We had a good evening followed by a rough night last night.* I'd just drifted off to sleep when I awoke with a start to Maddie screaming. I dashed in to her room; she sounded terrified. She was thrashing around in her crib. I reached in to pick her up.
"NO! NO MAMA TOUCH ME!" she screeched.
"Maddie, I want to help you!" I wailed, hurt, scared, and confused.
"I WANNA DO IT BY SELF!"
"Do what?" I thought, and then figured out that she probably wasn't fully awake. I tried to give her some water, her binky, her duck, her blankie. She just thrashed and wailed.
"What's wrong, Mads? How can I help you? What do you need?"
Thrash. Scream. "NO MAMA!"
"MADDIE! I WANT TO HELP YOU!" I yelled, the guilt for yelling kicking in as the words came out of my mouth.
Of course, my payback is that between Maddie's screaming and my yelling, we woke up Riley. Who began to wail.
So I began to sing "Twinkle, Twinkle." Riley calmed down. Maddie continued to freak out. I finally pulled her out of her crib despite her protests and did the newborn-baby sway with her while I sang "Twinkle" on endless loop. She finally stopped crying, but she never really wanted me to hold her, and eventually demanded that I put her back to bed. Which I did. And I kissed her, and kissed Riley, and sang one more round of our favorite song about a star, and then I went to bed and cried and felt awful. Was she having a night terror? Was she aware of what was going on? Was she actually afraid of me or mad at me? Every time I'd yelled at her flashed through my mind, every time I'd been less than kind.
I finally drifted off to sleep, but woke up to Riley crying at 4:45 a.m. I went and and settled him easily with more singing and a kiss, and left the room hopeful that he'd sleep a bit more. No dice. The kid was up for the day. At 4:45. At least he was happy to chat with himself until 5:30. When he woke up Maddie. They proceeded to antagonize each other while I got my shower and finally got them out of bed, figuring that any more sleep for us was a lost cause.
Needless to say, I was not in the best of moods during our morning time. I tried, I really did. And some of the time, I succeeded. Some of the time, I failed. I raised my voice a few times. I get so tired of doing the dance of yelling, feeling guilty, apologizing, and repeating it all. It's such a trap.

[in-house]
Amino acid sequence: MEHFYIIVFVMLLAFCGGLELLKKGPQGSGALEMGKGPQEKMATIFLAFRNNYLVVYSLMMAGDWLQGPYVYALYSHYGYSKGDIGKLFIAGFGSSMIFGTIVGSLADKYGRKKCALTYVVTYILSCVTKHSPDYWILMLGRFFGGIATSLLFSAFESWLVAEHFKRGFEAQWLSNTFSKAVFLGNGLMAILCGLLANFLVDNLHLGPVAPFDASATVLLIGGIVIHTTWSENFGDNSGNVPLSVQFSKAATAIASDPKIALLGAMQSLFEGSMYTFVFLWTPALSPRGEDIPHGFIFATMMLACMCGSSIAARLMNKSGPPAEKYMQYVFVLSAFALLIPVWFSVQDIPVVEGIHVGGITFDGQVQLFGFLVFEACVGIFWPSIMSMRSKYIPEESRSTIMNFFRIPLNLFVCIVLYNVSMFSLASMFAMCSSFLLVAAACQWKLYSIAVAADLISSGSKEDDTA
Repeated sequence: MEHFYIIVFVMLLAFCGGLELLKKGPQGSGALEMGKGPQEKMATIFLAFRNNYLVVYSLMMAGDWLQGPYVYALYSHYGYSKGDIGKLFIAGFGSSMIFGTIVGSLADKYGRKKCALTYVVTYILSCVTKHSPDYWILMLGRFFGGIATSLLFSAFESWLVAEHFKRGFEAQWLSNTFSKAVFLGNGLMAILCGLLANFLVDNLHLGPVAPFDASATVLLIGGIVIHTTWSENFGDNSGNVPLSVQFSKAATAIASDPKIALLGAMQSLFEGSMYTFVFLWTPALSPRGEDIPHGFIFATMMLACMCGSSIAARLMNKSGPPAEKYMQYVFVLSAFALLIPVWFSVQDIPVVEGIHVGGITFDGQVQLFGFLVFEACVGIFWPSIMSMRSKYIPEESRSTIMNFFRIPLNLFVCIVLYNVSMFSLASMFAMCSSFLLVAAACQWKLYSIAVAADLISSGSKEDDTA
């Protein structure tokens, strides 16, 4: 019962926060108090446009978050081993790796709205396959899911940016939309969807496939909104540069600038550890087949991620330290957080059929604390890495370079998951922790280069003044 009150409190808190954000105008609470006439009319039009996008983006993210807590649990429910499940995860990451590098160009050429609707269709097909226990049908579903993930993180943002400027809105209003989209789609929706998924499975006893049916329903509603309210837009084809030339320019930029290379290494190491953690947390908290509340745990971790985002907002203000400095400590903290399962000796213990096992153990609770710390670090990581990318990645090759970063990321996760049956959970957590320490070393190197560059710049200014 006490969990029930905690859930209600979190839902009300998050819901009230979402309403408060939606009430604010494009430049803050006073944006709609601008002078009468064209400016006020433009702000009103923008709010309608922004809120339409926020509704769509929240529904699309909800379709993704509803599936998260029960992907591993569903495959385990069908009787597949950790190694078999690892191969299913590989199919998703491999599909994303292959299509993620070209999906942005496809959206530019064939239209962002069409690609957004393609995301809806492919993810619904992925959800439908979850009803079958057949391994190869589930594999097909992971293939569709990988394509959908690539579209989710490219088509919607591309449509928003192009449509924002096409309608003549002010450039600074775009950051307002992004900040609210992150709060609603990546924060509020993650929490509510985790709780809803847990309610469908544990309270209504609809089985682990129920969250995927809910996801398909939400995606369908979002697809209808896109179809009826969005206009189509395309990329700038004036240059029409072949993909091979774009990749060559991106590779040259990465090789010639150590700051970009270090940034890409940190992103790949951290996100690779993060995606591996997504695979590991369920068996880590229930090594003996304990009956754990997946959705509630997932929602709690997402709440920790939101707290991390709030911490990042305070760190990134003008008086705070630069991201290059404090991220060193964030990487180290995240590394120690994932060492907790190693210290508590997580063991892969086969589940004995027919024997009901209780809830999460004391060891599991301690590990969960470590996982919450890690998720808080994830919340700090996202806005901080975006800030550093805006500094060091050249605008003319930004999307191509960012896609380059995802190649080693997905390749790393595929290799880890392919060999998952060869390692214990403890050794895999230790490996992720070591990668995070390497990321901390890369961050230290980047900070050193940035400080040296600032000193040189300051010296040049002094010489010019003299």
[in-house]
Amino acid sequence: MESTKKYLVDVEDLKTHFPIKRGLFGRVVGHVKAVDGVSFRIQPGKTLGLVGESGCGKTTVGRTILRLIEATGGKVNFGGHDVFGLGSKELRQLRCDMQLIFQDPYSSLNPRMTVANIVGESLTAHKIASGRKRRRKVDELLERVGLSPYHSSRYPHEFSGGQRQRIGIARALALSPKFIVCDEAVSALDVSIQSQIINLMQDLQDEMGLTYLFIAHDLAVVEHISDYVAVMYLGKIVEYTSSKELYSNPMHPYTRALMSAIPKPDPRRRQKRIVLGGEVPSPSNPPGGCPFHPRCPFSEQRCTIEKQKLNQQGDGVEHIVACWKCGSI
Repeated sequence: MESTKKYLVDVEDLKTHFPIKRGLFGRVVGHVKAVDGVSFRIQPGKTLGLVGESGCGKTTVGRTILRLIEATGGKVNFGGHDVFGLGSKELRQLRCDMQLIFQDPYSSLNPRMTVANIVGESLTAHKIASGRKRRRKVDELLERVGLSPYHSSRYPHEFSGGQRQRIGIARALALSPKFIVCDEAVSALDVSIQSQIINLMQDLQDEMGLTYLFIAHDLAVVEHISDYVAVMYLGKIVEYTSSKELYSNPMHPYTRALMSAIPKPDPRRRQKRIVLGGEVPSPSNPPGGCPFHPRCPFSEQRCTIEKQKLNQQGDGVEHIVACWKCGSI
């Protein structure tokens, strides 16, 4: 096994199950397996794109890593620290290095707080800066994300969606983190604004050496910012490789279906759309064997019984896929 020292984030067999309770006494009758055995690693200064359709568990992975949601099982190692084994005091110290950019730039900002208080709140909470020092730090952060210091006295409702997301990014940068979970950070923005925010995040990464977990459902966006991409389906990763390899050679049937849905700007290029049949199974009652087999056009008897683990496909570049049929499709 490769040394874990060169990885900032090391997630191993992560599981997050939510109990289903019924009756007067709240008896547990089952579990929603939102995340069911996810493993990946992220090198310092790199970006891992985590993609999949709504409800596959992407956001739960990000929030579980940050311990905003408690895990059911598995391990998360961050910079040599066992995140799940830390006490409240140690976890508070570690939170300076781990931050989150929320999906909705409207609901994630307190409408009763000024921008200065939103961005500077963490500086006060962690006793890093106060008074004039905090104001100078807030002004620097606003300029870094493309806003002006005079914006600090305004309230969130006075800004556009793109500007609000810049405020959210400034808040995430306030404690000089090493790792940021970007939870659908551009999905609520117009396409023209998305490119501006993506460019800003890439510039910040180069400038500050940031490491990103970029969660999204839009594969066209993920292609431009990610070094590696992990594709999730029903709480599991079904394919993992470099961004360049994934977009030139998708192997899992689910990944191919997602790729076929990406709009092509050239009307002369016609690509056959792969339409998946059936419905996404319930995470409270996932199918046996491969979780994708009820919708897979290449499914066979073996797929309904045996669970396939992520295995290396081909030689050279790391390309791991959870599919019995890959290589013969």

The incident with Maddie scared me. I keep telling myself she was not really awake. But was she? Is she scared of me? Have I yelled that much? I don't think so, but where did that reaction come from? I carry so much anger around all the time—I'm still working on healthy ways to get that out—and Maddie is so sensitive. Maybe she feels that anger even when it's bottled up inside me? Or maybe I'm just overanalyzing the whole situation.
I yelled at a lot of cars on the way to work, just to get out some of the negativity that I could feel festering inside me. When I got to work, there was a woman walking into my building holding a baby that looked just like John. I would guess that the boy was around 15 months old. He looked over his mom's shoulder at me with these wise, dark eyes, and I started to cry. I had to go into the first-floor bathroom to pull myself together before I walked up the two flights of stairs to my office.
Emotions are just oozing out of me today. Any opening they see, they take. I feel edgy, angry, sad. I want to go scoop up Maddie and Riley, bake cookies with them, read them stories, hold them close and keep them warm. I want them to feel the love I have for them, not the anger I have about things in my life that have nothing to do with them. I want to stop beating myself up emotionally and taking things out on my kids. My frustrations about my work and the holidays, not to mention my ongoing grief process, have nothing to do with the kids. I want to work on keeping the parenting issues and those other issues separate, even if to do so is a somewhat artificial construct.
I've written in the past about being resistant to taking an antidepressant. I still am. I hate to ask for any kind of help, and taking medication falls into that category for me. But as I muddle through things and as I read blogs of people who struggle with depression, I sometimes wonder if I've got more than some passing sadness. I know that taking an antidepressant doesn't suddenly make the heavens open and angels sing, but my understanding is that the right medication at the right dose can help make day-to-day difficulties a little easier to manage. Is that right? What am I so afraid of? I've known people who are afraid to be happy. I don't think that's me. But maybe there is a bit of me that's just a little afraid of being really, truly, fully happy without John. It's crazy, I know it is, but it's possible.
Totally unrelated, but on happy note: Riley decided that he wanted to wear underwear today! I offer every morning, and every morning he chooses his beloved "diapey." But today he chose undies. He looked so freakin' cute in his Gymboree football briefs! It was seriously cute overload. And he was dry from when I put them on at 7:30 until I dropped him off at daycare at 9:00. I foresee a lot of accidents and changes of clothes in our future before this job is done, but that's OK. I'm just so proud of him for wanting to try it out. Riley takes a long time to come around to new things, so just being willing to put the underwear on is a huge step for him. Go, Ri-Man!
*My Favorite Anon(tm): Get ready to have a heyday with this story. I can't wait to see what kind of juicy pop-psychoanalysis and idle threats you have after reading this. Bring it on!